In general, our findings are consistent with the proposition that coexisting OSA may contribute to worsening COPD and be associated with increased risk of hypertensive cardiovascular disease. However, it remains unclear whether the inflammatory consequences of COPD and OSA in overlap syndrome are additive or synergistic; further studies are, therefore, needed to investigate whether their relationship is causative or correlative.
Our findings also accord with the few published reports on sleep and quality of life in patients with COPD and/or OSA. Disrupted sleep is a hallmark of OSA, particularly in more symptomatic individuals, and many patients consequently suffer from insomnia.49 Insomnia is also more common in subjects with respiratory symptoms of cough and/or wheezing than those without.50 Sleep Heart Health Study patients with overlap syndrome had less efficient and more perturbed sleep than those with either OSA or obstructive airway disease alone.18 In a single study, patients with overlap syndrome had significantly higher scores than those with COPD alone on scales of symptoms, activity, and impacts, indicating markedly impaired quality of life.51 Although we observed no direct effect of snoring or disrupted breathing during sleep on life quality metrics, fatigue upon waking and drowsiness while driving did correlate with some aspects, which may account for differences in life quality between the COPD cohorts with versus without risk of OSA symptoms. Likewise, our findings support the contention that symptoms that contribute to the risk of OSA, such as snoring, daytime sleeping, and poor sleep quality, may also explain the elevated scores we observed on individual CAT items.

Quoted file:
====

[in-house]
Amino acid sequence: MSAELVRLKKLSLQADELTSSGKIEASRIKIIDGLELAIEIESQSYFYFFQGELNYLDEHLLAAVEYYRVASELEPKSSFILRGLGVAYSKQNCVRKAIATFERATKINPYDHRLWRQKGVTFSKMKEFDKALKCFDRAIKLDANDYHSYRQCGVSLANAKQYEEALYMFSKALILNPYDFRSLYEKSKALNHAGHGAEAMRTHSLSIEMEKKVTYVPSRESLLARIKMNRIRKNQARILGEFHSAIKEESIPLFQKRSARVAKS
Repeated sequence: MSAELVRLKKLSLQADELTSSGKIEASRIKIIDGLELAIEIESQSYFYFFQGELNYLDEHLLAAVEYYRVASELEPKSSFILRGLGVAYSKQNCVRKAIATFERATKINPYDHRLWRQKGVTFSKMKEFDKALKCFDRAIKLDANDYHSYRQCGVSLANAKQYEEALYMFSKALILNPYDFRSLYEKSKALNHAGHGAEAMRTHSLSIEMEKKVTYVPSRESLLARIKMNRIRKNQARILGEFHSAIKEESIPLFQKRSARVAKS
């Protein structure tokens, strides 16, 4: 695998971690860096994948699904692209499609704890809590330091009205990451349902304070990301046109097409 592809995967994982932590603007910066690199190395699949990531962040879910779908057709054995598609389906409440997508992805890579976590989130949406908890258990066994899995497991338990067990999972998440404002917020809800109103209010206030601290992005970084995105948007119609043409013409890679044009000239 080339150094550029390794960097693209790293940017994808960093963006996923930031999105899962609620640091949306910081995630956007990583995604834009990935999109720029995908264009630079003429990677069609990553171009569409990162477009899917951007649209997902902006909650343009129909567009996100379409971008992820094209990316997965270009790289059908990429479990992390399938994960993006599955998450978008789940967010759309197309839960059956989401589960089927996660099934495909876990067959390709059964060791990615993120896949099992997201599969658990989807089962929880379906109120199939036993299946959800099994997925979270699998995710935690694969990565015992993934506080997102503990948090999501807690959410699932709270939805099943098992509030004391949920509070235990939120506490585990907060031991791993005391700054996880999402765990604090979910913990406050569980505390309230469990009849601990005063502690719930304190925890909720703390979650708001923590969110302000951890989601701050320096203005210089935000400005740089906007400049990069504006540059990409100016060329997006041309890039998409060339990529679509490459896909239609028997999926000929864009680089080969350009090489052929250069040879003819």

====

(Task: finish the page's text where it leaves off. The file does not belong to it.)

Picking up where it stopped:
Rationale for early diagnosis and treatment to reduce adverse cardiovascular sequelae from overlap syndrome
Worsened prognosis in overlap syndrome than for either COPD or OSA alone may be principally attributed to increased frequency and overall duration of hypoxemic episodes, which result in repeated transient elevations of pulmonary arterial pressure that foment the development of pulmonary hypertension and right heart failure.21,23 Accordingly, effective OSA treatment with continuous positive airway pressure has been shown to improve survival, largely due to reduced cardiovascular mortality, and decrease hospitalizations for exacerbations of COPD.20–22 Therefore, although routine polysomnography is unlikely to detect clinically important unsuspected OSA among patients with COPD at higher rates than in the general population,23 clinical sleep studies should be performed to screen patients with COPD with suspected OSA, which is indicated by characteristics such as snoring, disturbed sleep, and/or daytime sleepiness.23–26